From: Matthew Flatt <>
Subject: [plt-scheme] 300.2
Date: Sat, 24 Dec 2005 15:48:06 -0700

MzScheme and MrEd are now version 300.2 in the SVN repository trunk.

The main change is an experiment in MzScheme’s reporting of exceptions.
Internally, MzScheme sets a continuation mark each time it calls a
procedure. The default error display handler extracts a "stack trace"
based on those marks:

 Welcome to MzScheme version 300.2, Copyright (c) 2004-2005 PLT Scheme Inc.
 > (define (f x) (car x))
 > (f 10)
 car: expects argument of type <pair>; given 10
   at f
   at loop
   at read-eval-print-loop

The idea is that this information can be added without significantly
affecting run-time performance (unlike other forms of debugging that
I’ve tried). This change doesn’t affect development in DrScheme, since
DrScheme provides its own debugging support.

As you can see, the built-in trace is less precise and less complete
than the information that errortrace or DrScheme generates, and it
includes internal functions that errortrace/DrScheme would not see.
Internal functions appear because the mark is set by the core
interpreter. Less information is available because only the procedure
name is used (no source location), and because the marks are set only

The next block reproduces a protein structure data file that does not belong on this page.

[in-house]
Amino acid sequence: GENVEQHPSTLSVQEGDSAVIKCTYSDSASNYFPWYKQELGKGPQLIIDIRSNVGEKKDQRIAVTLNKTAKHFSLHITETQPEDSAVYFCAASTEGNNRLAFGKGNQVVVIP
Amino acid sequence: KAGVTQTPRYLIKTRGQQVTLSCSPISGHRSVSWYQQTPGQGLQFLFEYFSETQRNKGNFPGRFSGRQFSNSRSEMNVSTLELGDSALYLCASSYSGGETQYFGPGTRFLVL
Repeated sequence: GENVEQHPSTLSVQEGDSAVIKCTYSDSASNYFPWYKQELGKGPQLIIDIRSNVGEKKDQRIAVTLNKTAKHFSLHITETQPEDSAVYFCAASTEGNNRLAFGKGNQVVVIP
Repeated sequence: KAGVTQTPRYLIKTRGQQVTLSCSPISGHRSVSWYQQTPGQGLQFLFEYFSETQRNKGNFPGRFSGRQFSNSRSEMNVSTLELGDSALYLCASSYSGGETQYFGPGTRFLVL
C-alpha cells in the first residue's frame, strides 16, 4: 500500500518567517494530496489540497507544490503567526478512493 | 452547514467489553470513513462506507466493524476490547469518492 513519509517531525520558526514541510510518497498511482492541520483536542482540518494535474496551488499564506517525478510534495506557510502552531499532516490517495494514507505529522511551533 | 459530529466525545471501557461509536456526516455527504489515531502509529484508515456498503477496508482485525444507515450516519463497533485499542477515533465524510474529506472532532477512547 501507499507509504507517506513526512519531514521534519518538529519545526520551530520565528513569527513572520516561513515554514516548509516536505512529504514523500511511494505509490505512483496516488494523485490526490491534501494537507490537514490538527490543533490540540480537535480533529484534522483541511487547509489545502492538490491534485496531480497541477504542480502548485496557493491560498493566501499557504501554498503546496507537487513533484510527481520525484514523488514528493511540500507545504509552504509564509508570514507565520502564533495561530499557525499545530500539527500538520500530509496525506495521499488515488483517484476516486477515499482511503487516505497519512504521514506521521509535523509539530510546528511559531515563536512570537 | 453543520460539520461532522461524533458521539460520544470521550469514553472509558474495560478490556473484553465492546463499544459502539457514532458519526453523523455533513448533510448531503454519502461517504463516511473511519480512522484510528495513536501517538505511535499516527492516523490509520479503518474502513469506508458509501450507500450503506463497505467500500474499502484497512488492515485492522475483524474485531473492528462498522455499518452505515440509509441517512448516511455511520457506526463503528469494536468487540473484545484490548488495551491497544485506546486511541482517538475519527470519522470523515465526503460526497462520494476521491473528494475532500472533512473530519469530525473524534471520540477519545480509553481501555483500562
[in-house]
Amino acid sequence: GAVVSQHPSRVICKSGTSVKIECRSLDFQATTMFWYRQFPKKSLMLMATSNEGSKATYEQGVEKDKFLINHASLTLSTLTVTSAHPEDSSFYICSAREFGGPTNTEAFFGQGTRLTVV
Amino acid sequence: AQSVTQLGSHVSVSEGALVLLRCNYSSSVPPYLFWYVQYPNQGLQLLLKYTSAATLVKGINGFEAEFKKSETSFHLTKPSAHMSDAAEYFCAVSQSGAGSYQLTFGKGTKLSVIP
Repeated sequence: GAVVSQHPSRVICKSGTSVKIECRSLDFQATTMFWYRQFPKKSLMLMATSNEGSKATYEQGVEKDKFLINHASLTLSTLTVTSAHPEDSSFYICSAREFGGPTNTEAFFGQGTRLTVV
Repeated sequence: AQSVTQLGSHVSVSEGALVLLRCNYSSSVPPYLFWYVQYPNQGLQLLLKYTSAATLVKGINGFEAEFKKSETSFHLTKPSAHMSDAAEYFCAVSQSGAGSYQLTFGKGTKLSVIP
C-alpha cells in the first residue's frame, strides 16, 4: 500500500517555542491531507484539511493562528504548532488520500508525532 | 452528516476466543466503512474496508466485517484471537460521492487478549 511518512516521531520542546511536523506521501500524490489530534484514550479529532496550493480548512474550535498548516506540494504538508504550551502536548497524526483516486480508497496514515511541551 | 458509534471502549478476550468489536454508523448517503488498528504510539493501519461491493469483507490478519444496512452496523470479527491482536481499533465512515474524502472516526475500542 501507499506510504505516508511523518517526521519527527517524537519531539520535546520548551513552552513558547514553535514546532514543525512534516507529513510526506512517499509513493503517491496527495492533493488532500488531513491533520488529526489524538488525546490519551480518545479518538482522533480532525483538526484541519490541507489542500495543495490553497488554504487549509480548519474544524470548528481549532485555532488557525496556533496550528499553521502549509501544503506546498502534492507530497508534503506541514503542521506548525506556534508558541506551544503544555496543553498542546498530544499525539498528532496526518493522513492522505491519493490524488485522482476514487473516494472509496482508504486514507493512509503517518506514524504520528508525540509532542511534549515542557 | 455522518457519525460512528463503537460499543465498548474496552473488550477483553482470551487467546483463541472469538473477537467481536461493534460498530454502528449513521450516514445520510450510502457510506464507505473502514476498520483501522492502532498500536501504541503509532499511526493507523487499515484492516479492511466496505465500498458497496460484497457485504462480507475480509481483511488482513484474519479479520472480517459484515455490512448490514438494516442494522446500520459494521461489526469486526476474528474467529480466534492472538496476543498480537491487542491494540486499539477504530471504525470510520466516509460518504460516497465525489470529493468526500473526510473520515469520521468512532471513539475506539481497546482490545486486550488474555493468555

for procedure calls to Scheme-defined functions (not for each
expression). The information is also less well defined than
errortrace’s information; for example, MzScheme sometimes converts
`((lambda (x) E1) E2)’ to `(let ([x E2]) E1)’, in which case `(lambda
(x) E1)’ won’t appear in the stack trace.

Marking only at procedure calls makes the built-in stack-trace cheap
enough. I’ve constructed microbenchmarks where the cost is as much as
10%, but it’s in the noise for all realistic programs that I’ve tried.
Let me know if you see anything different.

Source-location information might be improved without increasing the
run-time cost. Already, when MzScheme can’t find any reasonable name
for a procedure, it gives it a name based on the source location. Maybe
the source location should be preserved more often for stack traces. Or
maybe, when you need that much information, it’s still best to use
errortrace. I’ll wait for feedback on this point.

Use `raise-user-error’ to report an error that doesn’t print with a
stack trace. For example, when an unrecognized command-line flag is
presented, the "" library uses `raise-user-error’ to report
the error. The `raise-user-error’ procedure creates an instance of the
new `exn:fail:user’ struct, and the default error display handler
doesn’t show a stack trace for this type of struct.